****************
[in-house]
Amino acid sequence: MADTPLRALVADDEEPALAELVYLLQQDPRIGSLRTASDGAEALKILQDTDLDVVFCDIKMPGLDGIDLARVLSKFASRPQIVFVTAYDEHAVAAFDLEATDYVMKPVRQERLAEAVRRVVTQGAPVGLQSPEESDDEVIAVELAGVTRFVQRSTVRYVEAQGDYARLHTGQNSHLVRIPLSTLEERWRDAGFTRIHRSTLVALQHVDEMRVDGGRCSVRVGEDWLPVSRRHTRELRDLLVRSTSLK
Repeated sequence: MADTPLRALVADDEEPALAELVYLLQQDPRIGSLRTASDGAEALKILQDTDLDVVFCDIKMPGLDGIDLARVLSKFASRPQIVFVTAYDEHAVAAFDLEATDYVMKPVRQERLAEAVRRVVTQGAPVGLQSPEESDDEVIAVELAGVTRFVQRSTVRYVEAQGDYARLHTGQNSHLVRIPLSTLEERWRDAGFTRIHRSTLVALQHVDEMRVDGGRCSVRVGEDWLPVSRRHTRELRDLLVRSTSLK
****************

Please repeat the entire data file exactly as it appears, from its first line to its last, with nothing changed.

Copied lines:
[in-house]
Amino acid sequence: MADTPLRALVADDEEPALAELVYLLQQDPRIGSLRTASDGAEALKILQDTDLDVVFCDIKMPGLDGIDLARVLSKFASRPQIVFVTAYDEHAVAAFDLEATDYVMKPVRQERLAEAVRRVVTQGAPVGLQSPEESDDEVIAVELAGVTRFVQRSTVRYVEAQGDYARLHTGQNSHLVRIPLSTLEERWRDAGFTRIHRSTLVALQHVDEMRVDGGRCSVRVGEDWLPVSRRHTRELRDLLVRSTSLK
Repeated sequence: MADTPLRALVADDEEPALAELVYLLQQDPRIGSLRTASDGAEALKILQDTDLDVVFCDIKMPGLDGIDLARVLSKFASRPQIVFVTAYDEHAVAAFDLEATDYVMKPVRQERLAEAVRRVVTQGAPVGLQSPEESDDEVIAVELAGVTRFVQRSTVRYVEAQGDYARLHTGQNSHLVRIPLSTLEERWRDAGFTRIHRSTLVALQHVDEMRVDGGRCSVRVGEDWLPVSRRHTRELRDLLVRSTSLK